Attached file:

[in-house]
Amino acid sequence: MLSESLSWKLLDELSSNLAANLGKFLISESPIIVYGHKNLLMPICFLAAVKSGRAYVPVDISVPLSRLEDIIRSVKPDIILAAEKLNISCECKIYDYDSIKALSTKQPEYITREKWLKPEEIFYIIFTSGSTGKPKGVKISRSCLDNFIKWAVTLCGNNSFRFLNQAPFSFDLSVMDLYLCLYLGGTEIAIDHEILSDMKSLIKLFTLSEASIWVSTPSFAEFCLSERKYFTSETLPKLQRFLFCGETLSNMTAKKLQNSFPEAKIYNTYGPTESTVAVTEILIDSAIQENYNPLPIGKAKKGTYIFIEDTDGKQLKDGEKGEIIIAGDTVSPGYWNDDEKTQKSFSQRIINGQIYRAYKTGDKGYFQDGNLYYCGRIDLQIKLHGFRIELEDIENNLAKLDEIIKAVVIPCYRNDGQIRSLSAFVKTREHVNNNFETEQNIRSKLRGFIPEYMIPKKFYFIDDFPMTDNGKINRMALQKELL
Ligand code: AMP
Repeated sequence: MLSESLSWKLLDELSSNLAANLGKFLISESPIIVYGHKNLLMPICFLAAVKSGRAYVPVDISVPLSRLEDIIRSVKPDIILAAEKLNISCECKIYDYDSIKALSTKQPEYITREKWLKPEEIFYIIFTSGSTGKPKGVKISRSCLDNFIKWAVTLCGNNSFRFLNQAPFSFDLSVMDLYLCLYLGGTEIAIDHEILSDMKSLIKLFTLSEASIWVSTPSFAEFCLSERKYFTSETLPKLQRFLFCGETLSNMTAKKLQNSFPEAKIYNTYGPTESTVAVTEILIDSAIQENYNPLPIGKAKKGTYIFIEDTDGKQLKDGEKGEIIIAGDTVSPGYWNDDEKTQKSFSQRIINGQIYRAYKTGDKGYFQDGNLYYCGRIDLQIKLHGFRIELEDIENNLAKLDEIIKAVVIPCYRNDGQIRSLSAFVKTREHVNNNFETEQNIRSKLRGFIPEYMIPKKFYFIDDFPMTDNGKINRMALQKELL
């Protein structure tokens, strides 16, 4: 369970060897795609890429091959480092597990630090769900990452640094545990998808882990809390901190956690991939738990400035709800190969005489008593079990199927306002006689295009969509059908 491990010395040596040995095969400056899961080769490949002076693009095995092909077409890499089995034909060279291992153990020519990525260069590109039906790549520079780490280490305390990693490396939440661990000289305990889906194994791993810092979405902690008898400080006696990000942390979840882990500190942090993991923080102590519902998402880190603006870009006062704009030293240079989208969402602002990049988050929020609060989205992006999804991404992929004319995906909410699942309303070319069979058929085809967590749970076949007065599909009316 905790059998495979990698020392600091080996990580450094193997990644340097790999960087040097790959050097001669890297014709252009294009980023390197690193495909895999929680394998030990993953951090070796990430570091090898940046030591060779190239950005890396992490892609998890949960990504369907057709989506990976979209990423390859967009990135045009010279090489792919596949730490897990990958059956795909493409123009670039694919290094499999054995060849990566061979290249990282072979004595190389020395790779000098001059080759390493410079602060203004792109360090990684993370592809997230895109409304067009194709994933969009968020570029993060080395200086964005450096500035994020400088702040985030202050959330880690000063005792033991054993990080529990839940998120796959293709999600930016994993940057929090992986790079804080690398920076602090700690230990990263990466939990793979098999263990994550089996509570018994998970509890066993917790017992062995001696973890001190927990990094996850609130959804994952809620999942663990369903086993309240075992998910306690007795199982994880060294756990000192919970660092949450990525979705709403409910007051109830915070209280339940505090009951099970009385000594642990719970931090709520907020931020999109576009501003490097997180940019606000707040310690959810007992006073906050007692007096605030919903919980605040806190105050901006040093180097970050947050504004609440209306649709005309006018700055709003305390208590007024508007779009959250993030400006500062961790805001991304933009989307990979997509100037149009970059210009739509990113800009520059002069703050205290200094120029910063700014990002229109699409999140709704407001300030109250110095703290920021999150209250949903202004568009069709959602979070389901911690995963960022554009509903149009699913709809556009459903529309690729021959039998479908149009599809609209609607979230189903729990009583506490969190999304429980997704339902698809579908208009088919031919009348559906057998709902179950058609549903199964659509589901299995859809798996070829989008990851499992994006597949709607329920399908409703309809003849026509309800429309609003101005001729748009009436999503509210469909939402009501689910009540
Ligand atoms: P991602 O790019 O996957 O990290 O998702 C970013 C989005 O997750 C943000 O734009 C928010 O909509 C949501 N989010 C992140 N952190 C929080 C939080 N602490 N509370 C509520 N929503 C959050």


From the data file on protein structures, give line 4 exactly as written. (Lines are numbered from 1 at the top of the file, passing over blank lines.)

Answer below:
Repeated sequence: MLSESLSWKLLDELSSNLAANLGKFLISESPIIVYGHKNLLMPICFLAAVKSGRAYVPVDISVPLSRLEDIIRSVKPDIILAAEKLNISCECKIYDYDSIKALSTKQPEYITREKWLKPEEIFYIIFTSGSTGKPKGVKISRSCLDNFIKWAVTLCGNNSFRFLNQAPFSFDLSVMDLYLCLYLGGTEIAIDHEILSDMKSLIKLFTLSEASIWVSTPSFAEFCLSERKYFTSETLPKLQRFLFCGETLSNMTAKKLQNSFPEAKIYNTYGPTESTVAVTEILIDSAIQENYNPLPIGKAKKGTYIFIEDTDGKQLKDGEKGEIIIAGDTVSPGYWNDDEKTQKSFSQRIINGQIYRAYKTGDKGYFQDGNLYYCGRIDLQIKLHGFRIELEDIENNLAKLDEIIKAVVIPCYRNDGQIRSLSAFVKTREHVNNNFETEQNIRSKLRGFIPEYMIPKKFYFIDDFPMTDNGKINRMALQKELL